Legislation designed to help Lake Cumberland marinasPosted on
U.S. Reps. Hal Rogers, R-Ky., and Ed Whitfield, R-Ky., have introduced legislation to help marina operators in the Lake Cumberland region whose operations have been hurt by lower water levels at the popular tourist site.
Lake levels have been lowered to accommodate emergency repairs at Wolf Creek Dam.
“Scenic Lake Cumberland has been the hub of economic development in our area of southern Kentucky for years,” Rogers said in a statement. “Many marinas have had to incur tremendous expenses to accommodate the lower pool, such as relocation and investments in additional infrastructure, and these unanticipated expenses have significantly disrupted their cash flow.”
Rogers added that he had “no argument with this work,” however, little relief was made available to those whose livelihoods depend on the lake.
“During tough financial times, we need to do all that we can to protect small businesses and help spur economic growth,” Whitfield added in a statement. “This legislation will help safeguard the critical tourism industry in the Lake Cumberland region, ensuring a bright and prosperous future for the entire region.”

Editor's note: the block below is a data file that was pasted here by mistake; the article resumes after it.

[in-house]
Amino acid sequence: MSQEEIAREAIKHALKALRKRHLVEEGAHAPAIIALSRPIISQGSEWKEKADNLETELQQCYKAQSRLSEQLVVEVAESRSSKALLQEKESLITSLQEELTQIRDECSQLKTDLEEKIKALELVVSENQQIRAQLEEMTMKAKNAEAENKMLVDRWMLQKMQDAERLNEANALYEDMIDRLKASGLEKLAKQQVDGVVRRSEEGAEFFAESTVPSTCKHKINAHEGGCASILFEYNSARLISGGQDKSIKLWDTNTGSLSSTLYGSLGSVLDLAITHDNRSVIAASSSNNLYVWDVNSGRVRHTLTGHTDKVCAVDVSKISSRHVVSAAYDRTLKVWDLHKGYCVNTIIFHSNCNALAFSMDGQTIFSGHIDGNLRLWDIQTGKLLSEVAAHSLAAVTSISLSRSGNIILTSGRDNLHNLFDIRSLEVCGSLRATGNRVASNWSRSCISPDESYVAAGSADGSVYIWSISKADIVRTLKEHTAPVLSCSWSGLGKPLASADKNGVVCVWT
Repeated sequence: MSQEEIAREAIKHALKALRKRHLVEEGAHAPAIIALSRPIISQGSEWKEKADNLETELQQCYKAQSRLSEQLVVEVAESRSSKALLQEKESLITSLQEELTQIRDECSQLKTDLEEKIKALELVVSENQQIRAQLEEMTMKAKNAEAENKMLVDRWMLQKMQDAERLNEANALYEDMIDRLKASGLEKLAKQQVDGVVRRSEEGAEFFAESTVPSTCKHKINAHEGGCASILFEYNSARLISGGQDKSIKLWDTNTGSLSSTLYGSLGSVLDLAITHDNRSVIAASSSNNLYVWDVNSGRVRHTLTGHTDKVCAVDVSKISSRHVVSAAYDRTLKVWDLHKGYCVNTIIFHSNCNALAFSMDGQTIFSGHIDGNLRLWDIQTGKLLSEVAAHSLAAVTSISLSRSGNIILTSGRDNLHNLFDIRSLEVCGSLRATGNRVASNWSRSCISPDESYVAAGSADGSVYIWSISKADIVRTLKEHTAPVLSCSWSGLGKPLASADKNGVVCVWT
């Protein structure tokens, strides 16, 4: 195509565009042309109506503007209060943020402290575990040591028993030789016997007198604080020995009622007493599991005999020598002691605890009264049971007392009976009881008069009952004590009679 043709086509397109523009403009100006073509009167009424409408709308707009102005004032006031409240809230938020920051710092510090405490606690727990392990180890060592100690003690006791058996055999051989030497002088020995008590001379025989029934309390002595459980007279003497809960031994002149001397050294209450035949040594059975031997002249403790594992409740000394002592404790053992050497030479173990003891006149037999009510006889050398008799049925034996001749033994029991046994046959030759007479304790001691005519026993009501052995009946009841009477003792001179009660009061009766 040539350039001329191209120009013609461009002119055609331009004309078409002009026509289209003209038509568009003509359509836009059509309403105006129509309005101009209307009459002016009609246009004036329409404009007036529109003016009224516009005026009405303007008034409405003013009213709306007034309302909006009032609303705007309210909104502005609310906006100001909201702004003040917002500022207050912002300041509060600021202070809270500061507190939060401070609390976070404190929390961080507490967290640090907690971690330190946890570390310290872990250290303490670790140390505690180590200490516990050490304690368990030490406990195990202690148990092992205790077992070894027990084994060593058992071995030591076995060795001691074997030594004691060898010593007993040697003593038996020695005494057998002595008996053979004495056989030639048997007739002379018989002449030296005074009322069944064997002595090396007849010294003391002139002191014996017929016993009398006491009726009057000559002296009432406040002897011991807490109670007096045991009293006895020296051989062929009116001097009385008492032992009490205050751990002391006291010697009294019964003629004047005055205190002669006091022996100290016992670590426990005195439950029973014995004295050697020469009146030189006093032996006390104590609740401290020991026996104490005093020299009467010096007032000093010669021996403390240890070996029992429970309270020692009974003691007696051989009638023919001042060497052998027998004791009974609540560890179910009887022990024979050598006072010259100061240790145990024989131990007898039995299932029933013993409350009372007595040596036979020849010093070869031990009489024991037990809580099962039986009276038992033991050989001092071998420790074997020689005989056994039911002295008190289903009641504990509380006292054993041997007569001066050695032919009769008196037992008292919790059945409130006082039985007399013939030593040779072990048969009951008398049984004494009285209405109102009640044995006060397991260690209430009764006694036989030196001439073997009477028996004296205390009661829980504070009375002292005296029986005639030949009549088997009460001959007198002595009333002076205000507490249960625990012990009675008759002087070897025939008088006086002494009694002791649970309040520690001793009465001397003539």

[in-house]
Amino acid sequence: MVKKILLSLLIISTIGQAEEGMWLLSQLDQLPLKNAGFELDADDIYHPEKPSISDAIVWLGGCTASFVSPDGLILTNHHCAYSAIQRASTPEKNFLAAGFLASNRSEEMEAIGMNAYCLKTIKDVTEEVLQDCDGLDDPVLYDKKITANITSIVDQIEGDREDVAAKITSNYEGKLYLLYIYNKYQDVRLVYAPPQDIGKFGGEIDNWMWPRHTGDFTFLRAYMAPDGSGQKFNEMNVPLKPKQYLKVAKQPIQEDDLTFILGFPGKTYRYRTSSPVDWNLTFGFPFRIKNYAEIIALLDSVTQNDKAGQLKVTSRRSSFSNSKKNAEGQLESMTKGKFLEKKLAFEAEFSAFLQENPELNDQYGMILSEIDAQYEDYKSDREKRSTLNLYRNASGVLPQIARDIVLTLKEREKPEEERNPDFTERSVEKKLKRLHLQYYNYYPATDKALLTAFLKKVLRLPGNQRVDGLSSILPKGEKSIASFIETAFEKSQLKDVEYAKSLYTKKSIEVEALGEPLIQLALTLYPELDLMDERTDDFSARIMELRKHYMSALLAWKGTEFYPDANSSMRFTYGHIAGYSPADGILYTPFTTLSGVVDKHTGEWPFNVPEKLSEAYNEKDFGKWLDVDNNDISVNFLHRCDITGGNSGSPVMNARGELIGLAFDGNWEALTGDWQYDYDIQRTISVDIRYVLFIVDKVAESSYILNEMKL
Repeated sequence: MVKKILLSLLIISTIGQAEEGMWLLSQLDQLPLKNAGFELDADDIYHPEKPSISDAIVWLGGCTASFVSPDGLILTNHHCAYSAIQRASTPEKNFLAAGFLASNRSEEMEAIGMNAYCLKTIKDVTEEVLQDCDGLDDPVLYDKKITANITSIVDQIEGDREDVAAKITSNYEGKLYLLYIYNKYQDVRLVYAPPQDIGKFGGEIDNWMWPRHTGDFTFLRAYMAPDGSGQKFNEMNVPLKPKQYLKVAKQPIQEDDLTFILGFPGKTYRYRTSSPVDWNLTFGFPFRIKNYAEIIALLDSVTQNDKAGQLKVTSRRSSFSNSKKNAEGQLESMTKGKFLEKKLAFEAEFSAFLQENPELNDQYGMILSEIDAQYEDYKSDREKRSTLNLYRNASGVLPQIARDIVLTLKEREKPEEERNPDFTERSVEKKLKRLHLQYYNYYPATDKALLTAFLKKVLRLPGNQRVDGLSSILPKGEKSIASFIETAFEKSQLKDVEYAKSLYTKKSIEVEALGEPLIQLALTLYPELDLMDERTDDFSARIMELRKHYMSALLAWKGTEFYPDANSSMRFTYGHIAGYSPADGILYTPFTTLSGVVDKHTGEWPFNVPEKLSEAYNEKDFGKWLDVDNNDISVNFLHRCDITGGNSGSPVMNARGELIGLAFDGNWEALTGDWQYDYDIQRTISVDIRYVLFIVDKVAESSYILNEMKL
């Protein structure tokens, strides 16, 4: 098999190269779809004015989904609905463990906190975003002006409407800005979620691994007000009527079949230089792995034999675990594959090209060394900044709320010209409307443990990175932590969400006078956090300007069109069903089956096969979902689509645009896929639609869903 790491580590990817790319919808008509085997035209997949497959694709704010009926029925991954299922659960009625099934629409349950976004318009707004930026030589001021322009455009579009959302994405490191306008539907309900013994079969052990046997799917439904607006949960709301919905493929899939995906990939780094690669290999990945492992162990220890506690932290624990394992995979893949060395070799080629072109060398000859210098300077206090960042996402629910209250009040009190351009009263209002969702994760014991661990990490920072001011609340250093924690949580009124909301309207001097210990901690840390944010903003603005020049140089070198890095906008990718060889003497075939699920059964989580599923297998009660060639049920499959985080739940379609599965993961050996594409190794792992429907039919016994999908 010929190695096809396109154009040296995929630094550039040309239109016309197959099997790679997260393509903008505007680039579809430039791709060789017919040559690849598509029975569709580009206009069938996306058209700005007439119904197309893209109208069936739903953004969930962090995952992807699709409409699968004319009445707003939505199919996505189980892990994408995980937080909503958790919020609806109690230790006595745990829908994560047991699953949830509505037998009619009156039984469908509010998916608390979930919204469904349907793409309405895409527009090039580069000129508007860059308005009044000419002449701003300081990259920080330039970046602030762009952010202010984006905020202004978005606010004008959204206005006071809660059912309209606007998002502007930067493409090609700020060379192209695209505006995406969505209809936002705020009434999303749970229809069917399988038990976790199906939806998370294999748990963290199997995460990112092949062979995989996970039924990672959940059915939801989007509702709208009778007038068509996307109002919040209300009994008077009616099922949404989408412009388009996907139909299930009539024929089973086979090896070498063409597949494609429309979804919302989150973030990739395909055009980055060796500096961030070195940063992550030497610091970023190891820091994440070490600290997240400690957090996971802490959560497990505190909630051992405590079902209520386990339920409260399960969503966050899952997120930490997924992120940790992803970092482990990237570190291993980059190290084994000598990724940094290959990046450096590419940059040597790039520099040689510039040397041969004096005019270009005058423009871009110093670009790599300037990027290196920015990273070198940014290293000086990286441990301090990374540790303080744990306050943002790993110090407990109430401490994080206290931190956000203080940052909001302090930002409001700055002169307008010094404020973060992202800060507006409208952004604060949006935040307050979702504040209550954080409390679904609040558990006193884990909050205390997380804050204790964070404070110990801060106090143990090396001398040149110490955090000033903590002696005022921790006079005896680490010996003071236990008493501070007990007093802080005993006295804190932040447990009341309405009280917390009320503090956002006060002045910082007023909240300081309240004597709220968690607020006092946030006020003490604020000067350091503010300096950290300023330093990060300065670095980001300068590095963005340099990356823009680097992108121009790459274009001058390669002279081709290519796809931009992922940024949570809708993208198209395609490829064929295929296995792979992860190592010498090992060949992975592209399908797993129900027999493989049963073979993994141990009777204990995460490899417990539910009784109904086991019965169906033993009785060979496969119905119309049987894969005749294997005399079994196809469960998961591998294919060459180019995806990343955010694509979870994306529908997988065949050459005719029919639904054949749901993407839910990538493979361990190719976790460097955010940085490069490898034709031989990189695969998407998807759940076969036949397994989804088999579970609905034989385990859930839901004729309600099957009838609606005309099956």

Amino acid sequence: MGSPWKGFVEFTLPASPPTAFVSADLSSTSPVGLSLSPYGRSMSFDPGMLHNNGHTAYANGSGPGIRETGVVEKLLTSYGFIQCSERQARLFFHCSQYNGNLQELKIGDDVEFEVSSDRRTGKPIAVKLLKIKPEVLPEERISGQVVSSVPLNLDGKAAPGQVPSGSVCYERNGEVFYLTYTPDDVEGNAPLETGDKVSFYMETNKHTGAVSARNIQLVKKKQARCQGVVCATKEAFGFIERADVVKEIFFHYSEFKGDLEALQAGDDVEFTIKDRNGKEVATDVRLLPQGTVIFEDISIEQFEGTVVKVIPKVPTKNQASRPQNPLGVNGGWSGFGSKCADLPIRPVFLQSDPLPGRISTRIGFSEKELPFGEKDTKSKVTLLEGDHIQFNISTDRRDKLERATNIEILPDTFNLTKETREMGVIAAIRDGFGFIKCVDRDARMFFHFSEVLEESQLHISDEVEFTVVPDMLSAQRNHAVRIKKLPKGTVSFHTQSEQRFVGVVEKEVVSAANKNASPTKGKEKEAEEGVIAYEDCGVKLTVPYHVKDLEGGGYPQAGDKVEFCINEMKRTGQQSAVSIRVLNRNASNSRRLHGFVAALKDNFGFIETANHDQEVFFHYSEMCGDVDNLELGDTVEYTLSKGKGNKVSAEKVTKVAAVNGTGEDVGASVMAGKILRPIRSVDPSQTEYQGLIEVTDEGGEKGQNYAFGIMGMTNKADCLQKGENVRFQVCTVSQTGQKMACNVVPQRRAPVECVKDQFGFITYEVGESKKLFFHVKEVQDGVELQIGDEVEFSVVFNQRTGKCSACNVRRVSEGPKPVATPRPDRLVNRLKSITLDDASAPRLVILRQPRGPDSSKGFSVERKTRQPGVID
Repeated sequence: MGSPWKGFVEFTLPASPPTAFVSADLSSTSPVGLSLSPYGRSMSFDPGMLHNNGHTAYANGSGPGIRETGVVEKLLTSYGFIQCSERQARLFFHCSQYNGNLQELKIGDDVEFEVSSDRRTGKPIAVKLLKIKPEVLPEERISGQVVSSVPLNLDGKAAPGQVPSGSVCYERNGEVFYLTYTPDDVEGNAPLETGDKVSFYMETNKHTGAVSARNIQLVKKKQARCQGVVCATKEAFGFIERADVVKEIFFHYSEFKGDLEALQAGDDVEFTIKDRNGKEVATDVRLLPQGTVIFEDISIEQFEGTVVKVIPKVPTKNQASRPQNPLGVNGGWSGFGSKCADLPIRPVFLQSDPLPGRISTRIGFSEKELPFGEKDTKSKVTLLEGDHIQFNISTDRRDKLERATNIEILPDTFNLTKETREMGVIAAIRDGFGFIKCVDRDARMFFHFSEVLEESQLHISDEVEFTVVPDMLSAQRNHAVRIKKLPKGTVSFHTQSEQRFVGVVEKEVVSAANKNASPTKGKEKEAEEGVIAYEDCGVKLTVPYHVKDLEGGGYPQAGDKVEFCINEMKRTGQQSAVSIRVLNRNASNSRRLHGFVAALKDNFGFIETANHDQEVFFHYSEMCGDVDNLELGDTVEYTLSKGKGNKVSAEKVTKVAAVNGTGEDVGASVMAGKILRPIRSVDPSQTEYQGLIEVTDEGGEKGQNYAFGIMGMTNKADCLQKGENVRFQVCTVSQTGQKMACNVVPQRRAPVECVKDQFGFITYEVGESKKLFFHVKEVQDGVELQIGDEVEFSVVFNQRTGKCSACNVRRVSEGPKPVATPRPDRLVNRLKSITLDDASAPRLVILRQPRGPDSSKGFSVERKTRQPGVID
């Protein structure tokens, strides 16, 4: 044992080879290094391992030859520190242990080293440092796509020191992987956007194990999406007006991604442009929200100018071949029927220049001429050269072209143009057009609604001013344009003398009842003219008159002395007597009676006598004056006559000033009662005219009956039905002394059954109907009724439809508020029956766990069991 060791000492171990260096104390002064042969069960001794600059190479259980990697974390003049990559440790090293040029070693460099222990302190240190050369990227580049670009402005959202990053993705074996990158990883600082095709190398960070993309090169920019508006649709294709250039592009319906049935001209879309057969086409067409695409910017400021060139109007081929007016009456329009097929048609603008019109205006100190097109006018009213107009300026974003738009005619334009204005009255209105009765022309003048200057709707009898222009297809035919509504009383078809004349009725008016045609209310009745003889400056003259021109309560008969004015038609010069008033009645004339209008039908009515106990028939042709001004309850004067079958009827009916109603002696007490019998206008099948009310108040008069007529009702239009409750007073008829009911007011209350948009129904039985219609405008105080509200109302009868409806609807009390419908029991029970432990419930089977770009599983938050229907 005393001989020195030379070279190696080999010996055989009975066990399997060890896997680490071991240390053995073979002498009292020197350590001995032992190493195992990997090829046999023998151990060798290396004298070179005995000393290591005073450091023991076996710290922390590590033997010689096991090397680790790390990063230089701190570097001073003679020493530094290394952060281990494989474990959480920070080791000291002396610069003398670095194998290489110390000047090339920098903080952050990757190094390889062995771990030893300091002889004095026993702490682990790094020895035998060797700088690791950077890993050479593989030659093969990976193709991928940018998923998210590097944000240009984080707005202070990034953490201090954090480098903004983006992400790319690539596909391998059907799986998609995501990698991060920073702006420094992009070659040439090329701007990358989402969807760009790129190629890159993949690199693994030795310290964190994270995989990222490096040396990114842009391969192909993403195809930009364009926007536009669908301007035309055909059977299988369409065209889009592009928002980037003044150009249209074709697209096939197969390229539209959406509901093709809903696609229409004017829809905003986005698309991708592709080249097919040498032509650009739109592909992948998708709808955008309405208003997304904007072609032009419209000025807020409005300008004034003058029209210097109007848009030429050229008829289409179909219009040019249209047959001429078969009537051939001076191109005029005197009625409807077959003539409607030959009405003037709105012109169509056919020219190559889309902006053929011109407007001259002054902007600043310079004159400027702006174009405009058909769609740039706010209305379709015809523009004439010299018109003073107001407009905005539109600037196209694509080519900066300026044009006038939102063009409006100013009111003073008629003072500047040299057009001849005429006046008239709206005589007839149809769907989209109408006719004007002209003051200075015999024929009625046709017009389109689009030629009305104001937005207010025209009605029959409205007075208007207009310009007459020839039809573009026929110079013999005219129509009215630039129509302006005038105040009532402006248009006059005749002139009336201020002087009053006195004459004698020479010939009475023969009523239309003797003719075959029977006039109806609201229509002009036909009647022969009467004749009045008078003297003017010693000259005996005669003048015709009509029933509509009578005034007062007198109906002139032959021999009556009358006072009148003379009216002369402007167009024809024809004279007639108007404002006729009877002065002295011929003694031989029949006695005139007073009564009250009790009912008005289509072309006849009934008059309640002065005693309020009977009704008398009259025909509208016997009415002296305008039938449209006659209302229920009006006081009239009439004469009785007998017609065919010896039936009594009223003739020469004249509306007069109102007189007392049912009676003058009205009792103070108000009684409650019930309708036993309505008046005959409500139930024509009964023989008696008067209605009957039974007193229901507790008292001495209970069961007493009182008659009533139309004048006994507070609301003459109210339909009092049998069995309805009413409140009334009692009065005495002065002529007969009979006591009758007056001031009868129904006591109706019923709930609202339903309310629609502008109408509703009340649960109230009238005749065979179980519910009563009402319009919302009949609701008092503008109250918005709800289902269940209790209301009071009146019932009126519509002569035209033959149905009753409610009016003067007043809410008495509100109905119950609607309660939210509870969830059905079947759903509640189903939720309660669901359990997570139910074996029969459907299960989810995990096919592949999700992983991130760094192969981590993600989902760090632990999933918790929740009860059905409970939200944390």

The bill would suspend lease payments for marina owners on Lake Cumberland until higher water levels are restored and reimburse these businesses for losses in revenue, costs of relocating on Lake Cumberland and interest payments on loans undertaken as a result of the project.
To ensure county governments surrounding Lake Cumberland do not lose funding, the legislation directs the Corps of Engineers to reimburse the counties for lost revenue.
Rehabilitation of Wolf Creek Dam has been under way for several years to ensure the safety and health of residents living in the dam’s surrounding communities. However, this rehabilitation has resulted in lower water levels on Lake Cumberland that has adversely affected tourism and recreation at the popular lake.
An estimated 4 million visitors travel to Lake Cumberland every year to take advantage of the lake’s many attractions. Visitors contribute $70 million annually to the local economy, the congressmen said in their statement.
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